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### Course: Get ready for Precalculus>Unit 8

Lesson 1: Basic theoretical probability

# Probability: the basics

Explore what probability means and why it's useful.
Probability is simply how likely something is to happen.
Whenever we’re unsure about the outcome of an event, we can talk about the probabilities of certain outcomes—how likely they are. The analysis of events governed by probability is called statistics.
The best example for understanding probability is flipping a coin:
There are two possible outcomes—heads or tails.
What’s the probability of the coin landing on Heads? We can find out using the equation P, left parenthesis, H, right parenthesis, equals, question mark.You might intuitively know that the likelihood is half/half, or 50%.  But how do we work that out?  Probability =
Formula for calculating the probability of certain outcomes for an event
In this case:
Probability of a coin landing on heads
Probability of an event = (# of ways it can happen) / (total number of outcomes)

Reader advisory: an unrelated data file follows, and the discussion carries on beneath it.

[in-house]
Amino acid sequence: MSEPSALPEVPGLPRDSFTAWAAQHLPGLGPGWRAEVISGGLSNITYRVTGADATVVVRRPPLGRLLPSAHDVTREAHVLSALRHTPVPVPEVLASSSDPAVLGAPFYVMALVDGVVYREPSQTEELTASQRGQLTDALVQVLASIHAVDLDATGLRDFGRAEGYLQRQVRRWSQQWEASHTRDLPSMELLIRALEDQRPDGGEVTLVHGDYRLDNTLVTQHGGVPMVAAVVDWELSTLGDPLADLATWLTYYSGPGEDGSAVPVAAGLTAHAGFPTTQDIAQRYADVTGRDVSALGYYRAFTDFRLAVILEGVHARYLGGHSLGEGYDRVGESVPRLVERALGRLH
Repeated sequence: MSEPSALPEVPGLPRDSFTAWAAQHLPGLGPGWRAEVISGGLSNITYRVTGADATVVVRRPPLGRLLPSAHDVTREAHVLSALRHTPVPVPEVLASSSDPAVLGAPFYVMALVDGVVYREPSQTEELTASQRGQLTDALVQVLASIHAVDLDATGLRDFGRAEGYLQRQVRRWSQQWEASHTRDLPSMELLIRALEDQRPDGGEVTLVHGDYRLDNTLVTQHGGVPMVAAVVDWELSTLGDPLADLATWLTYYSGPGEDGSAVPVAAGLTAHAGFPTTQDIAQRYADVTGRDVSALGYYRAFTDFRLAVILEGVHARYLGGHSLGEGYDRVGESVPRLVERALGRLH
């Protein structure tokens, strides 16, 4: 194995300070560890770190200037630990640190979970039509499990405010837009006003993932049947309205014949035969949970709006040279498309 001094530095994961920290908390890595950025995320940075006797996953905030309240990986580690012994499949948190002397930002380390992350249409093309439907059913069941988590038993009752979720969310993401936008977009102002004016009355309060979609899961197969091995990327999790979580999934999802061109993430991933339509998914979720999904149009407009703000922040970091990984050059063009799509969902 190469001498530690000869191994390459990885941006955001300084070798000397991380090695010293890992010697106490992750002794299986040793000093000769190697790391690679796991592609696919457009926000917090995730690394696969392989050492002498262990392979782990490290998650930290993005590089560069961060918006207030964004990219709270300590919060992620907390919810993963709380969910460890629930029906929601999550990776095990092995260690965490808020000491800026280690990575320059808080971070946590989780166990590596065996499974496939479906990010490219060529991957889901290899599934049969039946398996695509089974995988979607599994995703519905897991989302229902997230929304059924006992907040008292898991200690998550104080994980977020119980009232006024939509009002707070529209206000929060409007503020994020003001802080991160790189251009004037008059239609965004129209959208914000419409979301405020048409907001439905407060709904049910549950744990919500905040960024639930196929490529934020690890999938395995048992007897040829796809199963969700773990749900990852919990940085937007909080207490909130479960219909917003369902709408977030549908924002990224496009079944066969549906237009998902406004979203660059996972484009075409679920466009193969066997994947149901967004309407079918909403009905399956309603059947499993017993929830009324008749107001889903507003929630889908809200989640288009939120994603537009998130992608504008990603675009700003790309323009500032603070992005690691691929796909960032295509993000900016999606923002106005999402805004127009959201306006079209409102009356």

P(A) = (# of ways A can happen) / (Total number of outcomes)
Example 1
There are six different outcomes.
Different outcomes rolling a die
What’s the probability of rolling a one?
Probability formula for rolling a '1' on a die
What’s the probability of rolling a one or a six?
Probability of a 1 or a 6 outcome when rolling a die
Using the formula from above:
Probability formula applied
What’s the probability of rolling an even number (i.e., rolling a two, four or a six)?
Probability of rolling an even number? The formula and solution
Tips
• The probability of an event can only be between 0 and 1 and can also be written as a percentage.
• The probability of event A is often written as P, left parenthesis, A, right parenthesis.
• If P, left parenthesis, A, right parenthesis, is greater than, P, left parenthesis, B, right parenthesis, then event A has a higher chance of occurring than event B.
• If P, left parenthesis, A, right parenthesis, equals, P, left parenthesis, B, right parenthesis, then events A and B  are equally likely to occur.
Next step:
Practice basic probability skills on Khan Academy —try our stack of practice questions with useful hints and answers!